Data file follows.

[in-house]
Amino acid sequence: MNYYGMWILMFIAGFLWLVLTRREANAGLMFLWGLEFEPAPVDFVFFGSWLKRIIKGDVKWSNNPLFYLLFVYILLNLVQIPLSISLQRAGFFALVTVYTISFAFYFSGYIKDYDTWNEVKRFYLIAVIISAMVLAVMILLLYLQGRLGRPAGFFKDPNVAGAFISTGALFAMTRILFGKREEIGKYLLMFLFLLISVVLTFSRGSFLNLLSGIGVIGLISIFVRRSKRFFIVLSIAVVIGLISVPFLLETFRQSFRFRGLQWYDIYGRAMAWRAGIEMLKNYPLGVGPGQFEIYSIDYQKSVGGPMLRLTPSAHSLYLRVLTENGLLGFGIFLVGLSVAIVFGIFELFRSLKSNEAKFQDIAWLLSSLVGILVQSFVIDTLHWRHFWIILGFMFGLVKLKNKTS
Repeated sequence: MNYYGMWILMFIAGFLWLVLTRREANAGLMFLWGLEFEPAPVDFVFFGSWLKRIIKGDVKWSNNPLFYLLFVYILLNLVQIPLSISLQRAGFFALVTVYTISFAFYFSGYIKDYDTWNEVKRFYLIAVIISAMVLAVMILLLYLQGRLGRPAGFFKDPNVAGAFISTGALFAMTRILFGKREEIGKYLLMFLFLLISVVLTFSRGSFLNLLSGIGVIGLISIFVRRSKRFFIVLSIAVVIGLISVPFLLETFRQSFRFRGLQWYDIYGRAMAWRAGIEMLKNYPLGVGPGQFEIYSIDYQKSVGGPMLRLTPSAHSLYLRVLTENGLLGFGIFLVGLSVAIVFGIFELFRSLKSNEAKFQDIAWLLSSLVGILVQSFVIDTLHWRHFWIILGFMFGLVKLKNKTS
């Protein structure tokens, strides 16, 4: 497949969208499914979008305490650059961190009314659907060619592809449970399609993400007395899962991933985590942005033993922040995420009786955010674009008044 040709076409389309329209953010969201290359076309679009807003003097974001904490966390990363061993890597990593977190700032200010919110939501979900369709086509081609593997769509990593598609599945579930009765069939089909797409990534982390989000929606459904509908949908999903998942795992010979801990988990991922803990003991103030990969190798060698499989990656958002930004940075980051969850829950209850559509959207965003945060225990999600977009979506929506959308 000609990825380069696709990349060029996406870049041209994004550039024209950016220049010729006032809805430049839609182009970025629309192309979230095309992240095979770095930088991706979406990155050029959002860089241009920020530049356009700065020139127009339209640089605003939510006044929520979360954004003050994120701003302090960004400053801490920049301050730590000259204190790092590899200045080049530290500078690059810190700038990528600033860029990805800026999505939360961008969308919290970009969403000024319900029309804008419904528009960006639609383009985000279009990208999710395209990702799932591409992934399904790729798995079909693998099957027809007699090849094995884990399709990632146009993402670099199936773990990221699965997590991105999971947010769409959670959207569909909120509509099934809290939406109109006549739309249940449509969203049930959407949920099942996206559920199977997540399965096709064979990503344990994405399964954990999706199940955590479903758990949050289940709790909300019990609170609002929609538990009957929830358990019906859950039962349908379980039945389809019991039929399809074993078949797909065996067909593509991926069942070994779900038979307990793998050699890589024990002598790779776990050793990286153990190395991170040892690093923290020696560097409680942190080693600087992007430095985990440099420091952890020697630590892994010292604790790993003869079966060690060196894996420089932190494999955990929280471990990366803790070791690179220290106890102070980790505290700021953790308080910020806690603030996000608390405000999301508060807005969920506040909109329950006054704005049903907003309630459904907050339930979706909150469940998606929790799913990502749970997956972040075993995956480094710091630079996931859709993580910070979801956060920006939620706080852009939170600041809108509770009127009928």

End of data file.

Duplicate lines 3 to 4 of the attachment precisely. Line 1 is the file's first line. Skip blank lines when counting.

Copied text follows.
Repeated sequence: MNYYGMWILMFIAGFLWLVLTRREANAGLMFLWGLEFEPAPVDFVFFGSWLKRIIKGDVKWSNNPLFYLLFVYILLNLVQIPLSISLQRAGFFALVTVYTISFAFYFSGYIKDYDTWNEVKRFYLIAVIISAMVLAVMILLLYLQGRLGRPAGFFKDPNVAGAFISTGALFAMTRILFGKREEIGKYLLMFLFLLISVVLTFSRGSFLNLLSGIGVIGLISIFVRRSKRFFIVLSIAVVIGLISVPFLLETFRQSFRFRGLQWYDIYGRAMAWRAGIEMLKNYPLGVGPGQFEIYSIDYQKSVGGPMLRLTPSAHSLYLRVLTENGLLGFGIFLVGLSVAIVFGIFELFRSLKSNEAKFQDIAWLLSSLVGILVQSFVIDTLHWRHFWIILGFMFGLVKLKNKTS
């Protein structure tokens, strides 16, 4: 497949969208499914979008305490650059961190009314659907060619592809449970399609993400007395899962991933985590942005033993922040995420009786955010674009008044 040709076409389309329209953010969201290359076309679009807003003097974001904490966390990363061993890597990593977190700032200010919110939501979900369709086509081609593997769509990593598609599945579930009765069939089909797409990534982390989000929606459904509908949908999903998942795992010979801990988990991922803990003991103030990969190798060698499989990656958002930004940075980051969850829950209850559509959207965003945060225990999600977009979506929506959308 000609990825380069696709990349060029996406870049041209994004550039024209950016220049010729006032809805430049839609182009970025629309192309979230095309992240095979770095930088991706979406990155050029959002860089241009920020530049356009700065020139127009339209640089605003939510006044929520979360954004003050994120701003302090960004400053801490920049301050730590000259204190790092590899200045080049530290500078690059810190700038990528600033860029990805800026999505939360961008969308919290970009969403000024319900029309804008419904528009960006639609383009985000279009990208999710395209990702799932591409992934399904790729798995079909693998099957027809007699090849094995884990399709990632146009993402670099199936773990990221699965997590991105999971947010769409959670959207569909909120509509099934809290939406109109006549739309249940449509969203049930959407949920099942996206559920199977997540399965096709064979990503344990994405399964954990999706199940955590479903758990949050289940709790909300019990609170609002929609538990009957929830358990019906859950039962349908379980039945389809019991039929399809074993078949797909065996067909593509991926069942070994779900038979307990793998050699890589024990002598790779776990050793990286153990190395991170040892690093923290020696560097409680942190080693600087992007430095985990440099420091952890020697630590892994010292604790790993003869079966060690060196894996420089932190494999955990929280471990990366803790070791690179220290106890102070980790505290700021953790308080910020806690603030996000608390405000999301508060807005969920506040909109329950006054704005049903907003309630459904907050339930979706909150469940998606929790799913990502749970997956972040075993995956480094710091630079996931859709993580910070979801956060920006939620706080852009939170600041809108509770009127009928």